If accepted into the course, you nominate your preferred payment method on your Confirmation of Acceptance form to confirm your place in the course. Please note that the subject fees, and any other associated fees, are current only for the subjects in which you are presently enrolled, and can be reviewed and changed at the Institute’s discretion for future semesters.

Subjects where credit is granted

Students are able to apply for credit of previous studies and experience as described in the RPL and Credit Transfer Policy and are not required to pay the subject fee for each subject in which credit is granted.

Students articulating from the AIPC Bachelor of Counselling are automatically eligible to receive credit for 4 subjects of the Master of Counselling program detailed in the RPL and Credit Transfer Policy. The Institute will take this automatic awarding of credit into account when processing enrolments for graduates of the Bachelor of Counselling with the student’s Course Enrolment Confirmation Letter detailing the reductions in course fees applicable to students receiving this automatic credit.

Additional and Non-Tuition Costs

The following additional and/or non-tuition costs apply:

Please refer to the following textbook lists for the current prices of textbooks. Students are encouraged to submit their online textbook order through the Booktopia prior to commencing their studies for the semester. Students are able to source textbooks from other suppliers if they choose. Students are able to choose from textbooks or e-books, depending on availability, and further information is provided each Semester as to where these can be sourced from.

Master of Counselling Textbook and e-Book List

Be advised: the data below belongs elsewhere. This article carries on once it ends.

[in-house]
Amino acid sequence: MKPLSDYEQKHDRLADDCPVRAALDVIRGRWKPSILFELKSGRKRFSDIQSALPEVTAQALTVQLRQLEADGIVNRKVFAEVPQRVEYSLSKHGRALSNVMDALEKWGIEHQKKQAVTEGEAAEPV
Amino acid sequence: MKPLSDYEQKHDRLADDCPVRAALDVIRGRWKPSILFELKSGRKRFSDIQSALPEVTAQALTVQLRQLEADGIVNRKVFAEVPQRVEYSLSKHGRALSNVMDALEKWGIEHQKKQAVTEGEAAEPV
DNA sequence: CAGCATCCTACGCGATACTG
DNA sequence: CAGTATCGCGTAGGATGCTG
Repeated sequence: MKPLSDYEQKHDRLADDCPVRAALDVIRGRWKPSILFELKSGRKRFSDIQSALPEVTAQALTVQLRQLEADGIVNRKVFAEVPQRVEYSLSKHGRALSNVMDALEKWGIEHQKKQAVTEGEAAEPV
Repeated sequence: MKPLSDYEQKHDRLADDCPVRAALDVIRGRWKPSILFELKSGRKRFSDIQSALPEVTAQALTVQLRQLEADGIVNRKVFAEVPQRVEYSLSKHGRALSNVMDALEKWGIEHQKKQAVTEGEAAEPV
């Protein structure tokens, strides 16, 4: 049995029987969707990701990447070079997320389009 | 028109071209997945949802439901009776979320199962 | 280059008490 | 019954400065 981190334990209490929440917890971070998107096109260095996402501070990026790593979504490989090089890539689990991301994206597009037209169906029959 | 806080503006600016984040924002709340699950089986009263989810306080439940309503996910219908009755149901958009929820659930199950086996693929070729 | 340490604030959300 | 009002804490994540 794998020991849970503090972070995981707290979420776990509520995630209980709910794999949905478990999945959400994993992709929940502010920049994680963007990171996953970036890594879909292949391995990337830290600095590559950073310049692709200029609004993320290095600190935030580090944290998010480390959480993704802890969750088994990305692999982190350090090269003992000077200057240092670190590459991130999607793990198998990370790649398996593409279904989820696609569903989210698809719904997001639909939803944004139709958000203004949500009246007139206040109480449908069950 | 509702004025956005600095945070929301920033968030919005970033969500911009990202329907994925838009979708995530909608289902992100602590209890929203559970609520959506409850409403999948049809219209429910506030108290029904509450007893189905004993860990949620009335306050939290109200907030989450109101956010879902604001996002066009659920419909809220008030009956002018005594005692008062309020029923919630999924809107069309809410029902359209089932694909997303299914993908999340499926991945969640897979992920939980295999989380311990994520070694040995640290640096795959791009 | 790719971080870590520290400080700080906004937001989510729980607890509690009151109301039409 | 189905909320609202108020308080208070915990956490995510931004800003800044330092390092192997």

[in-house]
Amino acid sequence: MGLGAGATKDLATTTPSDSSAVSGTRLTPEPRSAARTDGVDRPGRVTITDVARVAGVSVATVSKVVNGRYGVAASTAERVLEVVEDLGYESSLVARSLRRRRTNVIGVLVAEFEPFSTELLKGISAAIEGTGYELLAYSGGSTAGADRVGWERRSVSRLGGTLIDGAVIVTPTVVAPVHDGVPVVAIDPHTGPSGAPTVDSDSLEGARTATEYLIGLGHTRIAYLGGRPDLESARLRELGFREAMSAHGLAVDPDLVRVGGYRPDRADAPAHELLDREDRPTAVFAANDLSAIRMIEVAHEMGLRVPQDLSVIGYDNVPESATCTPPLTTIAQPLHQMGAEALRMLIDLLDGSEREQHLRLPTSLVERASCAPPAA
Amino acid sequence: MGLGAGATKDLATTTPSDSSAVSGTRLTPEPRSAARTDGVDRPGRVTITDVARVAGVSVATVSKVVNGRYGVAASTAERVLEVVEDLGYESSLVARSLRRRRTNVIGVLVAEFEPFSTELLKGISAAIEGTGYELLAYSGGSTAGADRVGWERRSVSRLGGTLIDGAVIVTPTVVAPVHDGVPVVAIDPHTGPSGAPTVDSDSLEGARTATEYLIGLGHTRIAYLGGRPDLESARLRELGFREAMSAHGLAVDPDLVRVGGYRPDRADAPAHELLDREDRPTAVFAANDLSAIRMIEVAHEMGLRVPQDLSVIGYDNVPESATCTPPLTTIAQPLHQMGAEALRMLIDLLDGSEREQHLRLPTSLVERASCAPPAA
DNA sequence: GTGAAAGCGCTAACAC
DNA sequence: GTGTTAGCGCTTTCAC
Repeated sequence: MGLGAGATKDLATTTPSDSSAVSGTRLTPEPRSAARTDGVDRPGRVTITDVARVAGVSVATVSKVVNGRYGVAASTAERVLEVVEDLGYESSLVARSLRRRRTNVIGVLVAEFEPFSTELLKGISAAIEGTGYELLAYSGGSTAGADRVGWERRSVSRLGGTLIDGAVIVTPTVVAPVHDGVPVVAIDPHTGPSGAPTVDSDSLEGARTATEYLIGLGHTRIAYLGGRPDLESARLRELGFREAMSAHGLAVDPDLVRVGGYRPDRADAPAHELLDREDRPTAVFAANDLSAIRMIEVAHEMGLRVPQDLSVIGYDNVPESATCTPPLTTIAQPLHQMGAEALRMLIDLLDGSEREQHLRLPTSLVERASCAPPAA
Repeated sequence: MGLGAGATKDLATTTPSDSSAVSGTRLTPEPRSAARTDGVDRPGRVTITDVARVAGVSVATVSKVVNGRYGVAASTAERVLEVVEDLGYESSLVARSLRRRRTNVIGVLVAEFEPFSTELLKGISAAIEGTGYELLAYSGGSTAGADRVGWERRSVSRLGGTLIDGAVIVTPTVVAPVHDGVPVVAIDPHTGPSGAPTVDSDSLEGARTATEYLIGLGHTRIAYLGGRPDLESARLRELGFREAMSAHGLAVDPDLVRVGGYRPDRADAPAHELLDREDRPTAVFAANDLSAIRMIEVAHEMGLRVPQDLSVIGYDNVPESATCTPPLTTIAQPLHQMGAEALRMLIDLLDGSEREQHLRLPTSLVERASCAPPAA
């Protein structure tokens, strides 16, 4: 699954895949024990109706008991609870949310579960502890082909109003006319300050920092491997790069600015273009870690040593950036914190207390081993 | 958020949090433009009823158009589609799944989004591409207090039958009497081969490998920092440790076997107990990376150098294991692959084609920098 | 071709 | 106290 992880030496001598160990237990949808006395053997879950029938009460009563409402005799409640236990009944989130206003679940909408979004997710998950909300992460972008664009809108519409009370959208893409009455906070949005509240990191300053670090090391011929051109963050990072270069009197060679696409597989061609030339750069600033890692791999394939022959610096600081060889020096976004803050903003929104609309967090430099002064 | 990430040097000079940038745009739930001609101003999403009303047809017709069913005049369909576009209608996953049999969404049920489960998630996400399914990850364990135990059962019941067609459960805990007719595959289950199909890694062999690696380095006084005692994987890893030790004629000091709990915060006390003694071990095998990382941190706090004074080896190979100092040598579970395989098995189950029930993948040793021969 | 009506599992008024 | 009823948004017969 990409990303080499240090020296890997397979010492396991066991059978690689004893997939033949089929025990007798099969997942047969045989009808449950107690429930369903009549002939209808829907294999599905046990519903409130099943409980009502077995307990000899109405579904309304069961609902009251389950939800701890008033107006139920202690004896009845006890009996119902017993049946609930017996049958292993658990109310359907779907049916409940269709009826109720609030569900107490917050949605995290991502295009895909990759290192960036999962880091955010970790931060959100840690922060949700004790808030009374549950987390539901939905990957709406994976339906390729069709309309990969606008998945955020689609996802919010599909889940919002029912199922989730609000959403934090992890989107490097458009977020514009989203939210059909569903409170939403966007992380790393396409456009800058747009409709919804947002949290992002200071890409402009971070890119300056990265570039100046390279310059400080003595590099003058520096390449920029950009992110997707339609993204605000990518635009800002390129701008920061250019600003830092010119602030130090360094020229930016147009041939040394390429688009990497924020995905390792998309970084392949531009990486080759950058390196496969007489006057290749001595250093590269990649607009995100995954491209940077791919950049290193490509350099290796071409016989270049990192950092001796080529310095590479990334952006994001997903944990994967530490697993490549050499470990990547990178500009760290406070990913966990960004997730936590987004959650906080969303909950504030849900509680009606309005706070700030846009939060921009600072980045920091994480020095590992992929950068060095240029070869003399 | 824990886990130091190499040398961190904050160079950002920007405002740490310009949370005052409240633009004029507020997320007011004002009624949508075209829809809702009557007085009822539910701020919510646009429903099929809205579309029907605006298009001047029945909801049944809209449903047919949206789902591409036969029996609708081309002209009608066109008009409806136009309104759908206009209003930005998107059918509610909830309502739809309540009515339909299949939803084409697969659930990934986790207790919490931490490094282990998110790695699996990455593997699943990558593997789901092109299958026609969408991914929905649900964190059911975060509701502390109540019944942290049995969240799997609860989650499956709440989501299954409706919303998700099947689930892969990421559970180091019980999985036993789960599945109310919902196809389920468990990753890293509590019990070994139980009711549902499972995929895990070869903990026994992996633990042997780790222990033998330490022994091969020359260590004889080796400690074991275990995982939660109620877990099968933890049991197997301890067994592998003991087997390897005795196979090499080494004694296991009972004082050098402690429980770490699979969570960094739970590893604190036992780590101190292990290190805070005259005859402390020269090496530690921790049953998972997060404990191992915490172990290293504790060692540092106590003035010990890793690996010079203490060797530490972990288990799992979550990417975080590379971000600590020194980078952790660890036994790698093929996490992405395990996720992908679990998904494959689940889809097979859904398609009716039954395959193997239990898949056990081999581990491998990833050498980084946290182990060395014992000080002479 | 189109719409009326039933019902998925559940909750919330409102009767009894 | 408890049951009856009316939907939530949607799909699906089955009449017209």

Residential Schools teach you to apply your theoretical knowledge to counselling scenarios. Residential Schools provide you with an ideal teaching forum to handle practical counselling issues. You also meet and share ideas and experiences with fellow students and have the opportunity to reflect on the development of your counselling skills.

Residential Schools are held at our academic rooms in Brisbane, Sydney, Melbourne and Perth, Australia and are scheduled at the end of each semester. Depending on the numbers of subjects you have undertaken during the semester, Residential Schools are up to one or two weeks’ duration. If studying full time, you complete between 2.5 and 10 days at a Residential School at the end of each semester. Not all subjects include a Residential School component. If you are studying part time, you only need to attend the days of the Residential School allocated to the specific subject.

Students are required to meet personal expenses such as travel, accommodation and meals. Travel includes travel costs to and from where the Residential School is held and travel to and from the Institute's premises each day.

When attending a residential in a city in which you do not live, you should allow approximately $300 per day for accommodation, meals and incidentals. This daily allocation has been determined by the ATO's recommended allowance rates for Brisbane, Melbourne, Sydney and Perth, available at: http://law.ato.gov.au/atolaw/. You should also add the cost of return airfares, or cost for another mode of travel, from your place of residence to the Residential School location.

Students have access to comprehensive online library of texts and resources.

External students borrowing hard copy library resources will need to pay for postage to return the borrowed item/s to the Institute at Locked Bag 15, Fortitude Valley 4006. Please refer to the Australia Post postage calculator for current indicative pricing: http://auspost.com.au/apps/postage-calculator.html.

For students living overseas, please check postage costs with your chosen postal or courier service. Overdue items are charged at $1- per day until the item is returned.

Students are able to apply for Recognition of Prior Learning (RPL) or Credit Transfer to receive credit for one or more subjects** of the Master of Counselling (up to a maximum of 4 subjects).